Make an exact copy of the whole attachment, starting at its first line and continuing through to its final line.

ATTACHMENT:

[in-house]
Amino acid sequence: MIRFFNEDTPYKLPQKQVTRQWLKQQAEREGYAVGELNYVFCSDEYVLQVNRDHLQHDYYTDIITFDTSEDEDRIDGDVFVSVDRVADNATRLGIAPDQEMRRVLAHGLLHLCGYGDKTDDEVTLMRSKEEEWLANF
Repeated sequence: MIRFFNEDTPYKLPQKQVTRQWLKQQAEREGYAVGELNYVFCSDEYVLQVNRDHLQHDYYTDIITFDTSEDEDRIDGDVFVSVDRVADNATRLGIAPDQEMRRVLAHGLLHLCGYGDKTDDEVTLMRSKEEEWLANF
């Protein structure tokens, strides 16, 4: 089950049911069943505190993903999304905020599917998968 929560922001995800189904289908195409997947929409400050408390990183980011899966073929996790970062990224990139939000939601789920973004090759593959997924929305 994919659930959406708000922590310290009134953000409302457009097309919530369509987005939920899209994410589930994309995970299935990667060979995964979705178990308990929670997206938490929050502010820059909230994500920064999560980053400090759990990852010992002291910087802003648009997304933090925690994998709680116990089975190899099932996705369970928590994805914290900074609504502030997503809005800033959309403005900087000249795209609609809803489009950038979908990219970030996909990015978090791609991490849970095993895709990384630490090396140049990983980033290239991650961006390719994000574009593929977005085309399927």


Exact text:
[in-house]
Amino acid sequence: MIRFFNEDTPYKLPQKQVTRQWLKQQAEREGYAVGELNYVFCSDEYVLQVNRDHLQHDYYTDIITFDTSEDEDRIDGDVFVSVDRVADNATRLGIAPDQEMRRVLAHGLLHLCGYGDKTDDEVTLMRSKEEEWLANF
Repeated sequence: MIRFFNEDTPYKLPQKQVTRQWLKQQAEREGYAVGELNYVFCSDEYVLQVNRDHLQHDYYTDIITFDTSEDEDRIDGDVFVSVDRVADNATRLGIAPDQEMRRVLAHGLLHLCGYGDKTDDEVTLMRSKEEEWLANF
């Protein structure tokens, strides 16, 4: 089950049911069943505190993903999304905020599917998968 929560922001995800189904289908195409997947929409400050408390990183980011899966073929996790970062990224990139939000939601789920973004090759593959997924929305 994919659930959406708000922590310290009134953000409302457009097309919530369509987005939920899209994410589930994309995970299935990667060979995964979705178990308990929670997206938490929050502010820059909230994500920064999560980053400090759990990852010992002291910087802003648009997304933090925690994998709680116990089975190899099932996705369970928590994805914290900074609504502030997503809005800033959309403005900087000249795209609609809803489009950038979908990219970030996909990015978090791609991490849970095993895709990384630490090396140049990983980033290239991650961006390719994000574009593929977005085309399927």